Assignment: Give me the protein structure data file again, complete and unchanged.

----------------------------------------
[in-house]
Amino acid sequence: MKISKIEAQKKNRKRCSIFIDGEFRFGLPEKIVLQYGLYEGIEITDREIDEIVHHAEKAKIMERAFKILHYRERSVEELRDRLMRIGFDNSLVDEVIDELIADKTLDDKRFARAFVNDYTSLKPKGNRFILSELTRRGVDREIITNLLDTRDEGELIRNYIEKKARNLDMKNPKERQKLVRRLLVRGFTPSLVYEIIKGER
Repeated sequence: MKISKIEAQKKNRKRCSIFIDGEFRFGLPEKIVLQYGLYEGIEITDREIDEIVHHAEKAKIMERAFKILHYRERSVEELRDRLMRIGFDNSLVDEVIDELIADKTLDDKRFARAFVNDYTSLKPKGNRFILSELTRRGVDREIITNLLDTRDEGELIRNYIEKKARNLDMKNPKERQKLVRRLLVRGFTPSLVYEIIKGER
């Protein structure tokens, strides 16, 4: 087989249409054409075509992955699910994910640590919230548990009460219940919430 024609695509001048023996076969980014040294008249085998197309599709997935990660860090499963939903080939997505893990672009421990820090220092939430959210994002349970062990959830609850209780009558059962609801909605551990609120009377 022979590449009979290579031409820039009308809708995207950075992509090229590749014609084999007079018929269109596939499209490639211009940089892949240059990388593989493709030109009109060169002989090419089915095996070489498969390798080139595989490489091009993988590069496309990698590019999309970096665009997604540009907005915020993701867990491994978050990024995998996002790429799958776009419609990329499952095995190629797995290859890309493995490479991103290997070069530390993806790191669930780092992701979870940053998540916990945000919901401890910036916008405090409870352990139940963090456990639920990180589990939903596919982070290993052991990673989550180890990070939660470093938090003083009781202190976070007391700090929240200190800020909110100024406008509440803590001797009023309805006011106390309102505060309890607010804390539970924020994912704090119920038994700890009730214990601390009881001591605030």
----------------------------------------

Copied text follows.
[in-house]
Amino acid sequence: MKISKIEAQKKNRKRCSIFIDGEFRFGLPEKIVLQYGLYEGIEITDREIDEIVHHAEKAKIMERAFKILHYRERSVEELRDRLMRIGFDNSLVDEVIDELIADKTLDDKRFARAFVNDYTSLKPKGNRFILSELTRRGVDREIITNLLDTRDEGELIRNYIEKKARNLDMKNPKERQKLVRRLLVRGFTPSLVYEIIKGER
Repeated sequence: MKISKIEAQKKNRKRCSIFIDGEFRFGLPEKIVLQYGLYEGIEITDREIDEIVHHAEKAKIMERAFKILHYRERSVEELRDRLMRIGFDNSLVDEVIDELIADKTLDDKRFARAFVNDYTSLKPKGNRFILSELTRRGVDREIITNLLDTRDEGELIRNYIEKKARNLDMKNPKERQKLVRRLLVRGFTPSLVYEIIKGER
């Protein structure tokens, strides 16, 4: 087989249409054409075509992955699910994910640590919230548990009460219940919430 024609695509001048023996076969980014040294008249085998197309599709997935990660860090499963939903080939997505893990672009421990820090220092939430959210994002349970062990959830609850209780009558059962609801909605551990609120009377 022979590449009979290579031409820039009308809708995207950075992509090229590749014609084999007079018929269109596939499209490639211009940089892949240059990388593989493709030109009109060169002989090419089915095996070489498969390798080139595989490489091009993988590069496309990698590019999309970096665009997604540009907005915020993701867990491994978050990024995998996002790429799958776009419609990329499952095995190629797995290859890309493995490479991103290997070069530390993806790191669930780092992701979870940053998540916990945000919901401890910036916008405090409870352990139940963090456990639920990180589990939903596919982070290993052991990673989550180890990070939660470093938090003083009781202190976070007391700090929240200190800020909110100024406008509440803590001797009023309805006011106390309102505060309890607010804390539970924020994912704090119920038994700890009730214990601390009881001591605030």